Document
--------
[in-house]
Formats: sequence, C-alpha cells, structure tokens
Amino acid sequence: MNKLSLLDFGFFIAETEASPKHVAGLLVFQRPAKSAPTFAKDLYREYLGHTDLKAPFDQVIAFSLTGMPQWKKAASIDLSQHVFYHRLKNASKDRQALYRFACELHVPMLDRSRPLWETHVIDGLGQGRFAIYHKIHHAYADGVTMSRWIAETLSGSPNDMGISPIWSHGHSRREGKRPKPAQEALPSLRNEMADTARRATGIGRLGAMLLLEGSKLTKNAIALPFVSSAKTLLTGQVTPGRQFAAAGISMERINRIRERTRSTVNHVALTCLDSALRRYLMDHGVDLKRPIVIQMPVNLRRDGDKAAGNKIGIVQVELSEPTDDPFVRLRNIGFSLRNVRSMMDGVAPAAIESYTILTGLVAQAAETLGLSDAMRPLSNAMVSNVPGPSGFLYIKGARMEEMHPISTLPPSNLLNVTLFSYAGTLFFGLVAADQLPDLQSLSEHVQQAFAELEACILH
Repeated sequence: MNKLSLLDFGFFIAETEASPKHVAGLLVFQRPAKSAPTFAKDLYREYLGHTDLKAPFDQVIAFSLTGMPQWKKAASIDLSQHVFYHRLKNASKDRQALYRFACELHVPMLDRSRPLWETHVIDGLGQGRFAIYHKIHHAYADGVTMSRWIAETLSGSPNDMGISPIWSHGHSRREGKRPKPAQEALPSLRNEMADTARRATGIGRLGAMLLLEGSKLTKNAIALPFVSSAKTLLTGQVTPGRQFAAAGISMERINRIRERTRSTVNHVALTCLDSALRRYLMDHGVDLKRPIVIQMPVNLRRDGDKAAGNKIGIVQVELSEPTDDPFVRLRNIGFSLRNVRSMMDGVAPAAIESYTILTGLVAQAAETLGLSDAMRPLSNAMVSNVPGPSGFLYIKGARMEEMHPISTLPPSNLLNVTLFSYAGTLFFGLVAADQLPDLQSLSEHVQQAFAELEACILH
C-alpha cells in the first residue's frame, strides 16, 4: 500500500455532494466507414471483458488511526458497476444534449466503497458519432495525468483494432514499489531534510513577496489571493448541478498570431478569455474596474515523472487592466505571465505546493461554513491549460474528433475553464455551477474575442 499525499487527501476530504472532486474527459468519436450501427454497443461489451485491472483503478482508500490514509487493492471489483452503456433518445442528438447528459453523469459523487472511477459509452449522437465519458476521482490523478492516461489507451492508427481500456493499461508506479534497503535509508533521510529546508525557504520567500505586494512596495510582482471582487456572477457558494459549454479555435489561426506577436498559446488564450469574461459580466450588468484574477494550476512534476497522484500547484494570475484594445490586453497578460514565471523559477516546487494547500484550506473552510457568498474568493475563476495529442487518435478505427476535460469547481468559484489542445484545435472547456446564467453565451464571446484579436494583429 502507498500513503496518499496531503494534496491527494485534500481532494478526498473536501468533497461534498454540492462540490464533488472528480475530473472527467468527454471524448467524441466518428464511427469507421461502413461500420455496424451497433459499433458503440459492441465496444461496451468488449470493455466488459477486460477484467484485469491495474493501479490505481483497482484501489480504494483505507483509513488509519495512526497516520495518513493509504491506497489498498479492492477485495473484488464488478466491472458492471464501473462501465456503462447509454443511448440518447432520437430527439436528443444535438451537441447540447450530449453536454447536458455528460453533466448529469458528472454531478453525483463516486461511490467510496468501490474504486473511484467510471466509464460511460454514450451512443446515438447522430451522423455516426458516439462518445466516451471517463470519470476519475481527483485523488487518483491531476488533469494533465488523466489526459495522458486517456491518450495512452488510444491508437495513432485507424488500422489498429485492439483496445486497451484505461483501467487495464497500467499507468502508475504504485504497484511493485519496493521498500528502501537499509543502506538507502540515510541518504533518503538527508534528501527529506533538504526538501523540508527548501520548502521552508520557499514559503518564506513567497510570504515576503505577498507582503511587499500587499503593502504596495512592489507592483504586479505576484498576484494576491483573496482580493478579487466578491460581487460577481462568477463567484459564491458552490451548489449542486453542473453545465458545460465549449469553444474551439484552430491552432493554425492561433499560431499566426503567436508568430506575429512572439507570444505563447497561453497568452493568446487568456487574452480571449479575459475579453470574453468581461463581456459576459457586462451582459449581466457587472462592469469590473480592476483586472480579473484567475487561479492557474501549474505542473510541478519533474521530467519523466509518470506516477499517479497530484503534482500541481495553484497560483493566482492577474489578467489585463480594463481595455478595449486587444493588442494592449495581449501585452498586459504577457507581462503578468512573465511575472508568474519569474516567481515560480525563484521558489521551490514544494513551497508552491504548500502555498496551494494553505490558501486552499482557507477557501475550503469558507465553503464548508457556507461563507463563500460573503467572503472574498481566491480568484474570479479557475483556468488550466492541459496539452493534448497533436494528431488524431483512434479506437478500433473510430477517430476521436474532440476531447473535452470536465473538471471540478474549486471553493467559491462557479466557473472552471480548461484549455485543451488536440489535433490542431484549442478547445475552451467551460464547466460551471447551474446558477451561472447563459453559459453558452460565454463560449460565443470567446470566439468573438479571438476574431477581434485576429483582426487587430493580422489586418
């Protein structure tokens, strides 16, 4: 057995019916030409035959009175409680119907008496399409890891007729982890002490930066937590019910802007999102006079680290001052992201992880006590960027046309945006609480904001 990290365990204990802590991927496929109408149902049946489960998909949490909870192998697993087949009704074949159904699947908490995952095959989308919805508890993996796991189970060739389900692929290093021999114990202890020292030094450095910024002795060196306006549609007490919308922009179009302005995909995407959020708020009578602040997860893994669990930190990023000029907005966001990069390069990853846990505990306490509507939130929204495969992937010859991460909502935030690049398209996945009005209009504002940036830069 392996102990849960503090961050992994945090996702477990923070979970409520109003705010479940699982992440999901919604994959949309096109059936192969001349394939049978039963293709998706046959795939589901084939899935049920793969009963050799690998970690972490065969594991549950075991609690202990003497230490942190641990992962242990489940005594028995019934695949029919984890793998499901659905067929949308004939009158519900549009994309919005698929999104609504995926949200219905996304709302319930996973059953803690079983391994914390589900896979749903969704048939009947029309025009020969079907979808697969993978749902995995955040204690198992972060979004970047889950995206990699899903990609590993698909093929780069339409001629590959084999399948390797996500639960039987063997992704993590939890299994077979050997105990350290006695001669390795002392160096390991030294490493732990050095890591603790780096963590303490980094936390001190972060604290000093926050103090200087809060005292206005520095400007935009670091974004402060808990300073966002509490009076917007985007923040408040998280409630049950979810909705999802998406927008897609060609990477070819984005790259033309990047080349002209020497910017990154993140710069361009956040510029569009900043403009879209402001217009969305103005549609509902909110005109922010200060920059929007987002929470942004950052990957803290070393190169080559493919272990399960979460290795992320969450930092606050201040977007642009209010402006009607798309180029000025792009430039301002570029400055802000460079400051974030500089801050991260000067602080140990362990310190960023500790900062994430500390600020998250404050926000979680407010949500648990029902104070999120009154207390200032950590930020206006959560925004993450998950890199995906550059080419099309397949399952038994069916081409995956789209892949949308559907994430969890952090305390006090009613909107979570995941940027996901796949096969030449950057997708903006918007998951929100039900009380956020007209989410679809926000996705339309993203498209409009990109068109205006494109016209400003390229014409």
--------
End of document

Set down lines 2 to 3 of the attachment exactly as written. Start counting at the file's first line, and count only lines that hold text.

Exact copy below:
Formats: sequence, C-alpha cells, structure tokens
Amino acid sequence: MNKLSLLDFGFFIAETEASPKHVAGLLVFQRPAKSAPTFAKDLYREYLGHTDLKAPFDQVIAFSLTGMPQWKKAASIDLSQHVFYHRLKNASKDRQALYRFACELHVPMLDRSRPLWETHVIDGLGQGRFAIYHKIHHAYADGVTMSRWIAETLSGSPNDMGISPIWSHGHSRREGKRPKPAQEALPSLRNEMADTARRATGIGRLGAMLLLEGSKLTKNAIALPFVSSAKTLLTGQVTPGRQFAAAGISMERINRIRERTRSTVNHVALTCLDSALRRYLMDHGVDLKRPIVIQMPVNLRRDGDKAAGNKIGIVQVELSEPTDDPFVRLRNIGFSLRNVRSMMDGVAPAAIESYTILTGLVAQAAETLGLSDAMRPLSNAMVSNVPGPSGFLYIKGARMEEMHPISTLPPSNLLNVTLFSYAGTLFFGLVAADQLPDLQSLSEHVQQAFAELEACILH